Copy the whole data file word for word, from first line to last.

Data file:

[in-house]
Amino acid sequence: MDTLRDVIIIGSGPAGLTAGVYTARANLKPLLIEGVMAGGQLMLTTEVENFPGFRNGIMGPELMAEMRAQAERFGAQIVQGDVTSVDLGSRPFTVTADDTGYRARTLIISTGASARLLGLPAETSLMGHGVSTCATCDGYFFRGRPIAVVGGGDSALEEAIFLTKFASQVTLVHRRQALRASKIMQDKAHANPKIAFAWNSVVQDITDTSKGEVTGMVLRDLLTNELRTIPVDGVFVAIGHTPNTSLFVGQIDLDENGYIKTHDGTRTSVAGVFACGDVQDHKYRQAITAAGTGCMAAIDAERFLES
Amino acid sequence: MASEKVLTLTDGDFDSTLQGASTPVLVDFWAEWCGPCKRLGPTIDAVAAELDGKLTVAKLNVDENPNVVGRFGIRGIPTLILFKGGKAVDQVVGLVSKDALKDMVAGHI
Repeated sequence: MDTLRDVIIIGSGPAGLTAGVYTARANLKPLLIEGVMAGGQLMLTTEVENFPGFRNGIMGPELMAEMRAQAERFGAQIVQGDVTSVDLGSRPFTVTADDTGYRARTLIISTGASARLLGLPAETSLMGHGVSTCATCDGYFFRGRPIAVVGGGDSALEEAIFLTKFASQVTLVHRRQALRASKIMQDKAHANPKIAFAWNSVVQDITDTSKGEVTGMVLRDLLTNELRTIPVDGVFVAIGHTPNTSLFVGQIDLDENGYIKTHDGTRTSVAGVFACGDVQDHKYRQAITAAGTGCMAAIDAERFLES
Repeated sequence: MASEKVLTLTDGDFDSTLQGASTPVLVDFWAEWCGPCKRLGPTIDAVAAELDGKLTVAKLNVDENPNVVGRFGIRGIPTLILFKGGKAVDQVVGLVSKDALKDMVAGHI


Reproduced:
[in-house]
Amino acid sequence: MDTLRDVIIIGSGPAGLTAGVYTARANLKPLLIEGVMAGGQLMLTTEVENFPGFRNGIMGPELMAEMRAQAERFGAQIVQGDVTSVDLGSRPFTVTADDTGYRARTLIISTGASARLLGLPAETSLMGHGVSTCATCDGYFFRGRPIAVVGGGDSALEEAIFLTKFASQVTLVHRRQALRASKIMQDKAHANPKIAFAWNSVVQDITDTSKGEVTGMVLRDLLTNELRTIPVDGVFVAIGHTPNTSLFVGQIDLDENGYIKTHDGTRTSVAGVFACGDVQDHKYRQAITAAGTGCMAAIDAERFLES
Amino acid sequence: MASEKVLTLTDGDFDSTLQGASTPVLVDFWAEWCGPCKRLGPTIDAVAAELDGKLTVAKLNVDENPNVVGRFGIRGIPTLILFKGGKAVDQVVGLVSKDALKDMVAGHI
Repeated sequence: MDTLRDVIIIGSGPAGLTAGVYTARANLKPLLIEGVMAGGQLMLTTEVENFPGFRNGIMGPELMAEMRAQAERFGAQIVQGDVTSVDLGSRPFTVTADDTGYRARTLIISTGASARLLGLPAETSLMGHGVSTCATCDGYFFRGRPIAVVGGGDSALEEAIFLTKFASQVTLVHRRQALRASKIMQDKAHANPKIAFAWNSVVQDITDTSKGEVTGMVLRDLLTNELRTIPVDGVFVAIGHTPNTSLFVGQIDLDENGYIKTHDGTRTSVAGVFACGDVQDHKYRQAITAAGTGCMAAIDAERFLES
Repeated sequence: MASEKVLTLTDGDFDSTLQGASTPVLVDFWAEWCGPCKRLGPTIDAVAAELDGKLTVAKLNVDENPNVVGRFGIRGIPTLILFKGGKAVDQVVGLVSKDALKDMVAGHI